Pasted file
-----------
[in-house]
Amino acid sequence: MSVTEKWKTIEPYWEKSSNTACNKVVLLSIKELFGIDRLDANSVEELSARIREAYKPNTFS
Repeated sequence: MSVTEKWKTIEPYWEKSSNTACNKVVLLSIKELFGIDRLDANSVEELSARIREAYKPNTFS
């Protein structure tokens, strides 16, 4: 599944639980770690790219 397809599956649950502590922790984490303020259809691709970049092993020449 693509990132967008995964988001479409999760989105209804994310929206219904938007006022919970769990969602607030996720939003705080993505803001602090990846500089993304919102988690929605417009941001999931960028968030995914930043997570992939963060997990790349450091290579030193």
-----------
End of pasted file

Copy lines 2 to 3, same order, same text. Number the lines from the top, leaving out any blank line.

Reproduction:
Amino acid sequence: MSVTEKWKTIEPYWEKSSNTACNKVVLLSIKELFGIDRLDANSVEELSARIREAYKPNTFS
Repeated sequence: MSVTEKWKTIEPYWEKSSNTACNKVVLLSIKELFGIDRLDANSVEELSARIREAYKPNTFS